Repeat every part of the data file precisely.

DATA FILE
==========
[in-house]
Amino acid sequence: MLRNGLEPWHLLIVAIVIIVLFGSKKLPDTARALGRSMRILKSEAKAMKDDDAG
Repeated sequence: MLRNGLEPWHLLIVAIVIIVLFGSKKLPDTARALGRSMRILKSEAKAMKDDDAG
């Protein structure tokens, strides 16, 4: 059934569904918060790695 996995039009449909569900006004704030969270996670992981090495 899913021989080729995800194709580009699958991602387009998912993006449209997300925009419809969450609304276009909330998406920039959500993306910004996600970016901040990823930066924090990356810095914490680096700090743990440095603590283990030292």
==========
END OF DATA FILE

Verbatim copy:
[in-house]
Amino acid sequence: MLRNGLEPWHLLIVAIVIIVLFGSKKLPDTARALGRSMRILKSEAKAMKDDDAG
Repeated sequence: MLRNGLEPWHLLIVAIVIIVLFGSKKLPDTARALGRSMRILKSEAKAMKDDDAG
């Protein structure tokens, strides 16, 4: 059934569904918060790695 996995039009449909569900006004704030969270996670992981090495 899913021989080729995800194709580009699958991602387009998912993006449209997300925009419809969450609304276009909330998406920039959500993306910004996600970016901040990823930066924090990356810095914490680096700090743990440095603590283990030292």